Turning to FIGS. 2a and 2b, a flow chart from which a computer program may be written is illustrated. The contents of ROM 28, indicating the number and location of the designated test points, are read out and stored in the microprocessor associated with receiver 26 as indicated by box 100. Next, the location and number of designated test points are printed out as indicated by box 102 so that the operator knows where to position the receiver 26. Box 104 sets the number of test points M and, therefore, the number of iterations M to be made in testing the enclosure. Also, the designated test point currently under test N is initially set to 1. Box 106 is drawn with a broken line to indicate the manual operations of placing the receiver 26 at the designated test point currently being tested and to activate the source 60. As discussed above, the source 60 may be remotely activated from the receiver 26 via a signal over wire pair 80. Box 107 provides for measuring the four leakage levels resulting from applying the RF signal to each diagonally opposite corner pair. Box 109 provides for averaging these four measured leakage levels to obtain a average leakage level for the designated test point. Box 108 provides for writing this average leakage level in to memory along with the location of the designated test point. Box 110 adds 1 to the test point currently being tested N to advance the microprocessor to the next designated test point. Decision box 112 continues the loop or iterations until measurements for the last designated test point are made and the average stored in memory. Box 114 provides initialization of the parameters M and N for the next iteration or loop. Box 116 provides for reading out of memory the average leakage level of the Nth test point that was stored in ROM 28 and setting that value equal to A. Box 118 provides for reading out of memory the average leakage level measured for the Nth test point and setting that value equal to B. Box 120 provides comparing B with a by subtracting B from A and setting that value equal to C. Box 122 provides for printing out C. Box 122 provides for incrementing N for the next loop or iteration and decision box 126 provides for detecting the processing of all the average leakage levels measured for the designated test points.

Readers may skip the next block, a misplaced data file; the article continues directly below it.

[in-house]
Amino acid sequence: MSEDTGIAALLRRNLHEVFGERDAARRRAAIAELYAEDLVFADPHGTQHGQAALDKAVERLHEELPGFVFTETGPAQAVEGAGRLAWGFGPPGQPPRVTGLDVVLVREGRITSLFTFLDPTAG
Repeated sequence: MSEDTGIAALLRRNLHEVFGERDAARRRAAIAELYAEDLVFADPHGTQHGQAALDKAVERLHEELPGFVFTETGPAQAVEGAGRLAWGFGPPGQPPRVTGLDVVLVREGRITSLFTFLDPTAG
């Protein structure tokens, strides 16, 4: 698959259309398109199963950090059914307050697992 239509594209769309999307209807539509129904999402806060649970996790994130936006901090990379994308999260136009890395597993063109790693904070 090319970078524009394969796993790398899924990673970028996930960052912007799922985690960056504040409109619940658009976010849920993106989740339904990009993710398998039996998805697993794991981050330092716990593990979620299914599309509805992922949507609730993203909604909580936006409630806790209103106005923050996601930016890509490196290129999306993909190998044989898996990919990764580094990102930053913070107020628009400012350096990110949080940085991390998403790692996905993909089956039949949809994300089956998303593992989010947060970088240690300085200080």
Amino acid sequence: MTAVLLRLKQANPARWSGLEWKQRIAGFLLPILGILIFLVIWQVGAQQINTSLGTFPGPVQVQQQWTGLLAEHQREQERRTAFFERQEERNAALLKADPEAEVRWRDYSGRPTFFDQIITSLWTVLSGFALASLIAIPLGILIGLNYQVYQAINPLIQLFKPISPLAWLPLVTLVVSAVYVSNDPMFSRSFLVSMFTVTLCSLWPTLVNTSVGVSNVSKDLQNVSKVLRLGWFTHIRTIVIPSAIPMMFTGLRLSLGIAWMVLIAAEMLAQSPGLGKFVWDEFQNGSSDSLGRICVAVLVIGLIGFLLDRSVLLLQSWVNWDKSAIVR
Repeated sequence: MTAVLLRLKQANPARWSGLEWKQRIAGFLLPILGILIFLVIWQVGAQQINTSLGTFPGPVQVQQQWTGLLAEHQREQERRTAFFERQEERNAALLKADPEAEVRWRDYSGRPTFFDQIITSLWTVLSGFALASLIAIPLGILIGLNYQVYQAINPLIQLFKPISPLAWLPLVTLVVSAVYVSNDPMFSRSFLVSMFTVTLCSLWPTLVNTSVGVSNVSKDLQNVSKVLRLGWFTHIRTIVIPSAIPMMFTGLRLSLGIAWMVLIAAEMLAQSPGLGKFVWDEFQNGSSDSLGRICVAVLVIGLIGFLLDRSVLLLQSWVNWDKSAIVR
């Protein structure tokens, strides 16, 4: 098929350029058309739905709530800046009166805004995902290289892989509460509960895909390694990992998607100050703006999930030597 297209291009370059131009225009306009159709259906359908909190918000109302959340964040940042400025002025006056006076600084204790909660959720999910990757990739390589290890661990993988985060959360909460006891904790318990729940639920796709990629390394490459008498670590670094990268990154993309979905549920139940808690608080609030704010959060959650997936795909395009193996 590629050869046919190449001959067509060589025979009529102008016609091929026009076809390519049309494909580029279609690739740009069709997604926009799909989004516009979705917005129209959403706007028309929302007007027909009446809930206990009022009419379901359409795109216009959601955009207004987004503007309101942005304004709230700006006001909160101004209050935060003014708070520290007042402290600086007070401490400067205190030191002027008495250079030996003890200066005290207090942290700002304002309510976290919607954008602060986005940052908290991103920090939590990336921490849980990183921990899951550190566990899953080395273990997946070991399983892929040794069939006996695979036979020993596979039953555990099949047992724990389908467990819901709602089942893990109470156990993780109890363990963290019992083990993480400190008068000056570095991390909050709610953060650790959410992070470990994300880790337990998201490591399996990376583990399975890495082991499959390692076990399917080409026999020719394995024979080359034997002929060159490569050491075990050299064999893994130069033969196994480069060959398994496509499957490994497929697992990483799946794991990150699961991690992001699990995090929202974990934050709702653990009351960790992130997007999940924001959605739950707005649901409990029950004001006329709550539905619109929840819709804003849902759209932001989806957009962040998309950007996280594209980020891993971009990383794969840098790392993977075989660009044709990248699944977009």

Now turning to FIG. 3 a second embodiment is illustrated. This second embodiment is particularly suitable for measuring the shielding effectiveness of shielded enclosures used to house and protect electronic equipment. This equipment is usually rack mounted very close the enclosure walls thereby preventing easy access to the designated test points inside the enclosure. To solve this problem the RF signal source 60 and wire pairs 10, 20, 30 and 40 are placed inside shielded enclosure 50. The wire pairs 10, 20, 30 and 40 are attached to the interior corners of enclosure 50 in the same manner and configuration as the embodiment shown in FIG. 1.
The receiver 26 is now located outside enclosure 50 as are the designated test points. Here again wire pair 80 is provided between receiver 26 and RF signal source 60 for synchronizing the operation in the same manner as discussed above with respect to the embodiment shown in FIG. 1.
The embodiment of FIG. 3 is used for measuring RF leakage in the same general manner as the embodiment of FIG. 1, the only difference being that the RF signal is applied to the inside of enclosure 50 rather than the outside, with the receiver 26 being outside enclosure 50.
It is understood that the invention can be practiced other than as is specifically described above.
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|U.S. Classification||324/627, 174/377|
|Aug 6, 1992||AS||Assignment|
Owner name: UNITED STATES OF AMERICA, THE, AS REPRESENTED BY T
Free format text: ASSIGNMENT OF ASSIGNORS INTEREST.;ASSIGNOR:MCCORMACK, RAY G.;REEL/FRAME:006231/0632
Effective date: 19890317
|Mar 25, 1996||FPAY||Fee payment|
Year of fee payment: 4
|May 2, 2000||REMI||Maintenance fee reminder mailed|
|Oct 8, 2000||LAPS||Lapse for failure to pay maintenance fees|
|Dec 12, 2000||FP||Expired due to failure to pay maintenance fee|
Effective date: 20001006